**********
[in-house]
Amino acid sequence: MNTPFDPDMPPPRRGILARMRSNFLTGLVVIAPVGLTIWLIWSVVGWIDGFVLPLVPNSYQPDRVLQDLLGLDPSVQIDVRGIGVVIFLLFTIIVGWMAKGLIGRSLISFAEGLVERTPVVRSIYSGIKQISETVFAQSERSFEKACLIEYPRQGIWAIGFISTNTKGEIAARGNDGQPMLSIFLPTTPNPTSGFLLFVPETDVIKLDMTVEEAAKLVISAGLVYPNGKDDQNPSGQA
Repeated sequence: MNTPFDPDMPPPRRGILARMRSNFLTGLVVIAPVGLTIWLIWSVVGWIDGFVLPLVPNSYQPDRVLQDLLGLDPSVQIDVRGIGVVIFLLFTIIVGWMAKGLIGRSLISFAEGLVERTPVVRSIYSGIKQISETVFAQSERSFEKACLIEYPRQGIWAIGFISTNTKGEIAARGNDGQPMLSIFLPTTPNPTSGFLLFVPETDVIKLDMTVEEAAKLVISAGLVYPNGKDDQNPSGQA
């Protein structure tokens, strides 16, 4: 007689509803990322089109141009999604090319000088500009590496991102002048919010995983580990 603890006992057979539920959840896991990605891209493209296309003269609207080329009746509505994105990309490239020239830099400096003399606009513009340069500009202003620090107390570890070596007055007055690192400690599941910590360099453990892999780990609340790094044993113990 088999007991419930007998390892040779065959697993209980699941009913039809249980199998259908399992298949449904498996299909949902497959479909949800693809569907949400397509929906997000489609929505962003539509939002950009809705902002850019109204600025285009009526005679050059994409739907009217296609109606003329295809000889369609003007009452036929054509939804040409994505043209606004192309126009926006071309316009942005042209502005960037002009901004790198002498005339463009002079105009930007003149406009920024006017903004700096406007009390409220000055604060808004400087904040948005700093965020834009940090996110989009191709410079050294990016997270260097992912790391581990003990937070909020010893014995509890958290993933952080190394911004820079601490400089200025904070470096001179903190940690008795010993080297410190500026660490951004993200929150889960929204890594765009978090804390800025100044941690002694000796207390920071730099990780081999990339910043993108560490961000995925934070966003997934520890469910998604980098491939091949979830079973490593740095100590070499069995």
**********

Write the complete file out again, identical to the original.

[in-house]
Amino acid sequence: MNTPFDPDMPPPRRGILARMRSNFLTGLVVIAPVGLTIWLIWSVVGWIDGFVLPLVPNSYQPDRVLQDLLGLDPSVQIDVRGIGVVIFLLFTIIVGWMAKGLIGRSLISFAEGLVERTPVVRSIYSGIKQISETVFAQSERSFEKACLIEYPRQGIWAIGFISTNTKGEIAARGNDGQPMLSIFLPTTPNPTSGFLLFVPETDVIKLDMTVEEAAKLVISAGLVYPNGKDDQNPSGQA
Repeated sequence: MNTPFDPDMPPPRRGILARMRSNFLTGLVVIAPVGLTIWLIWSVVGWIDGFVLPLVPNSYQPDRVLQDLLGLDPSVQIDVRGIGVVIFLLFTIIVGWMAKGLIGRSLISFAEGLVERTPVVRSIYSGIKQISETVFAQSERSFEKACLIEYPRQGIWAIGFISTNTKGEIAARGNDGQPMLSIFLPTTPNPTSGFLLFVPETDVIKLDMTVEEAAKLVISAGLVYPNGKDDQNPSGQA
């Protein structure tokens, strides 16, 4: 007689509803990322089109141009999604090319000088500009590496991102002048919010995983580990 603890006992057979539920959840896991990605891209493209296309003269609207080329009746509505994105990309490239020239830099400096003399606009513009340069500009202003620090107390570890070596007055007055690192400690599941910590360099453990892999780990609340790094044993113990 088999007991419930007998390892040779065959697993209980699941009913039809249980199998259908399992298949449904498996299909949902497959479909949800693809569907949400397509929906997000489609929505962003539509939002950009809705902002850019109204600025285009009526005679050059994409739907009217296609109606003329295809000889369609003007009452036929054509939804040409994505043209606004192309126009926006071309316009942005042209502005960037002009901004790198002498005339463009002079105009930007003149406009920024006017903004700096406007009390409220000055604060808004400087904040948005700093965020834009940090996110989009191709410079050294990016997270260097992912790391581990003990937070909020010893014995509890958290993933952080190394911004820079601490400089200025904070470096001179903190940690008795010993080297410190500026660490951004993200929150889960929204890594765009978090804390800025100044941690002694000796207390920071730099990780081999990339910043993108560490961000995925934070966003997934520890469910998604980098491939091949979830079973490593740095100590070499069995």